Napoleonic Wars French Army Marshal. He was considered by Emperor Napoleon Boneparte as "the bravest of the Brave", and is often considered one of the best soldiers ever produced by the French Army. Born in Saarelouis, in the Saar basin of France, he became an officer in the French Army, and served with great distinction in the campaign of 1792, when the French Army defeated the Prussians and Austrians. His cool courage and military skill quickly marked him as a notable soldier, and in 1804, Napoleon promoted him to Marshal. After defeating the Austrians at Elchingen in 1805, he was given the title Duke of Elchingen. He fought at the battles of Jena, Eylau, and Friedland, with great distinction. When the French Army went into Russia in 1812, he was given the title Prince of Moscow, but it was in the retreat from Moscow that Ney is best remembered, as he formed the rear guard (usually a sacrificial position for an Army unit), again and again, as the French Army retreated in the bitter winter of 1814. When Napoleon was forced from power in 1814 and exiled at Elba, Ney became a supporter of King Louis XVIII. In 1815, in what was to be called the Hundred Days, Napoleon escaped from Elba, landed in France and formed another Army, to seize Paris from King Louis. As Napoleon was marching on Paris, Ney told the king that he would "bring Napoleon back in a cage," but as soon as Ney's forces met Napoleon's the two armies immediately became one under Napoleon. The King and his advisers fled from Paris to Belgium and Napoleon once again reigned as Emperor of France. In 1815, Napoleon attempted to end the war by defeating Britain and her allies at Waterloo, Belgium, but the French Army was defeated, and Ney was captured. A court of his fellow officers refused to try him, so the King had Ney tried by the House of Peers (a civilian legislative group), and he was condemned to death for treason against the King. Ney was executed by firing squad in Paris on December 7, 1815.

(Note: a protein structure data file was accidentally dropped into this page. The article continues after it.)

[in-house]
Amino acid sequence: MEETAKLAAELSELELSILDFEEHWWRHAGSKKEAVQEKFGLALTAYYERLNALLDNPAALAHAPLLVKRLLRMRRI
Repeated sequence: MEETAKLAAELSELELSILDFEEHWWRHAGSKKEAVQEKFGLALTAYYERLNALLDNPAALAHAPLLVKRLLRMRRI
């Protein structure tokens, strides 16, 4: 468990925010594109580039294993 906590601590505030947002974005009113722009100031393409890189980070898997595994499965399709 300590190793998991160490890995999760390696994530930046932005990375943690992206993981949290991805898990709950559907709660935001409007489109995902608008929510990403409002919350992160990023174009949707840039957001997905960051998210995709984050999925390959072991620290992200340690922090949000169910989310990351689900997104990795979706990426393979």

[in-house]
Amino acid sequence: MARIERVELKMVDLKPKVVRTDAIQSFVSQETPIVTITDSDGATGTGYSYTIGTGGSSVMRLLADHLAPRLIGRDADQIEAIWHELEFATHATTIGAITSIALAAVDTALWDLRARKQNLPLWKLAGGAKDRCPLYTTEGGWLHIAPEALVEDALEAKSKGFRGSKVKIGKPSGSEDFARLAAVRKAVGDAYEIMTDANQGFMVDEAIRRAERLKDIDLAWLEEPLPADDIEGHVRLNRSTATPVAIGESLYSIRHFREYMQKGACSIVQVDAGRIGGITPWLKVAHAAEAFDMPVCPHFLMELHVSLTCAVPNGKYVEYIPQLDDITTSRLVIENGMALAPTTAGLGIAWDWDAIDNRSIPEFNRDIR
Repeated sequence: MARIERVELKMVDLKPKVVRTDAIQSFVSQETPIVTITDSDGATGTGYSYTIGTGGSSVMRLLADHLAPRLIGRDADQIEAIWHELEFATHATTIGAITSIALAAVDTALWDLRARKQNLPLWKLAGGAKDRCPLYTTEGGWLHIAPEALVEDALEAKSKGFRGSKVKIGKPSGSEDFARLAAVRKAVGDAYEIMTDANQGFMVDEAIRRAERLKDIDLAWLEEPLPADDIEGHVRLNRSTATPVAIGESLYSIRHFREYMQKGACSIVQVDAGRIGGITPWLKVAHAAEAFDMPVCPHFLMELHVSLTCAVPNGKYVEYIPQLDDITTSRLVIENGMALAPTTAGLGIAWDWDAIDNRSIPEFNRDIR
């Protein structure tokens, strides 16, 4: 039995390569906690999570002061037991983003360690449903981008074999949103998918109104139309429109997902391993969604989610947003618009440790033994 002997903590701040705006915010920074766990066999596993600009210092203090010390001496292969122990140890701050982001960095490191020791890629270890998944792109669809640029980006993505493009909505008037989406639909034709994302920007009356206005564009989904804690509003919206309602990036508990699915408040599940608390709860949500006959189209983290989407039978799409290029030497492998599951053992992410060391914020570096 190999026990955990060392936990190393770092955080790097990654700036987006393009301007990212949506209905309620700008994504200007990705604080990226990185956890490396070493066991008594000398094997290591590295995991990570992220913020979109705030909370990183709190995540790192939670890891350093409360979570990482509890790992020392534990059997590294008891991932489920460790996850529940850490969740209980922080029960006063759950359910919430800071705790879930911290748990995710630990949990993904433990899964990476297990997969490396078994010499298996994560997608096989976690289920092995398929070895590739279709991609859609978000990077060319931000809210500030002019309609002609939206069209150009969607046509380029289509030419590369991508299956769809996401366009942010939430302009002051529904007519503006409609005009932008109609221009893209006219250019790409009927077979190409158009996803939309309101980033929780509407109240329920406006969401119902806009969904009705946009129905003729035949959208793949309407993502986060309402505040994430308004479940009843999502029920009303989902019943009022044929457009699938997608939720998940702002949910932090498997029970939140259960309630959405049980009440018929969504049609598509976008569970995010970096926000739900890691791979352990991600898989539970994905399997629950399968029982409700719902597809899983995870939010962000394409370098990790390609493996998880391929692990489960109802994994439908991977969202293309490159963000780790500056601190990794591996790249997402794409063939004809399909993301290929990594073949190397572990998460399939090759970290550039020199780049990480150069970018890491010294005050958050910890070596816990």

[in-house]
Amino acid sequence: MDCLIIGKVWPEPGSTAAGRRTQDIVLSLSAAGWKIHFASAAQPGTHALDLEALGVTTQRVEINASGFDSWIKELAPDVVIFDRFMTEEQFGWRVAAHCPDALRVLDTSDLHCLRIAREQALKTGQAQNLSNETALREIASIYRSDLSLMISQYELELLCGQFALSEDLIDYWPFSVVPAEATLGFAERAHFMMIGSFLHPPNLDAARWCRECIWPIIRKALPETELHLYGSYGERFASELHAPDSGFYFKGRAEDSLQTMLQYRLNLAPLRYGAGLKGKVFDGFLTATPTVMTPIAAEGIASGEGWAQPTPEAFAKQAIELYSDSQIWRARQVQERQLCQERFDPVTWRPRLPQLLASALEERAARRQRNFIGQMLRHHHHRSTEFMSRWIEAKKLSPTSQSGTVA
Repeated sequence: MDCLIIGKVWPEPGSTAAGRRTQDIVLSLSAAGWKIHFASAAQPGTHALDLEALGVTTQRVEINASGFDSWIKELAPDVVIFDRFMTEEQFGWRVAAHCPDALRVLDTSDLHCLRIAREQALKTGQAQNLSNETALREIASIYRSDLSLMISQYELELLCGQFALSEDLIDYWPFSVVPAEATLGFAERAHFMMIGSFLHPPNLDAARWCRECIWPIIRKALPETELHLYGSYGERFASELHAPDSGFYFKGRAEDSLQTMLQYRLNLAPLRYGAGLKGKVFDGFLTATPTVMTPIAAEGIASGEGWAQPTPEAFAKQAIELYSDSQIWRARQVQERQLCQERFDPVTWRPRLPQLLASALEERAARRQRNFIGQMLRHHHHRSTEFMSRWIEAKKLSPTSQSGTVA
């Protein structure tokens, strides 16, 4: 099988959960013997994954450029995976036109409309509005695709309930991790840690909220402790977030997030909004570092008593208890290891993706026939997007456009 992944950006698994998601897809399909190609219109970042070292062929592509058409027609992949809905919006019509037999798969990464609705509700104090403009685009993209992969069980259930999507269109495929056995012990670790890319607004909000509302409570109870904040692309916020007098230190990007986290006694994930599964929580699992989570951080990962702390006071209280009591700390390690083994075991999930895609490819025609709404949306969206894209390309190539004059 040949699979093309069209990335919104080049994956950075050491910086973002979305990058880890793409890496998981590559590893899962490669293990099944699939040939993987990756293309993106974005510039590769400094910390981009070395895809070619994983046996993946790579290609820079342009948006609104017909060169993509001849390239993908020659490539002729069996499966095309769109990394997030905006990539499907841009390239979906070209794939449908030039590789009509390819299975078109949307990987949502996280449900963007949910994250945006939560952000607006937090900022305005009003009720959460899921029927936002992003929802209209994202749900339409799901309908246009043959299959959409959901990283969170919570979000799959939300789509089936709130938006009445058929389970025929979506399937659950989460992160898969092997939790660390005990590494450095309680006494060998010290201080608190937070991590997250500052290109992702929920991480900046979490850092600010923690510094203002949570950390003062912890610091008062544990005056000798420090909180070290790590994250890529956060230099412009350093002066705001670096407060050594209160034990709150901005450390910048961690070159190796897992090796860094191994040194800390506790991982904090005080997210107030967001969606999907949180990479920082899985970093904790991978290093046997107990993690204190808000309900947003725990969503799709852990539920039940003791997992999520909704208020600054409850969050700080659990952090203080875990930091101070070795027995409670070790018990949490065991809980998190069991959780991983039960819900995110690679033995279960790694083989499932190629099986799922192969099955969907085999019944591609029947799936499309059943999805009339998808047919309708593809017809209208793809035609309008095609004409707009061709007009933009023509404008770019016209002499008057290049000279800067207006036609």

Bio by: Kit and Morgan Benson
Michel NEY Duc d'Elchingen Prince de la Moskowa, Sarrelouis 10 Janvier 1769 - Fusillé à Paris 7 Décembre 1815. Hussard 1788, Lieutenant 1792, Général de Division 1799, Ministre Plénipotentiaire et Général en Chef de l'Armée française en Helvétie 1802, Maréchal de l'Empire 1804, Commandant le 6eme Corps de la Grande Armée 1805-1810, Commandant le 3eme Corps de la Grande Armée 1812-1813, Commandant l'aile gauche de l'Armée du Nord 1815.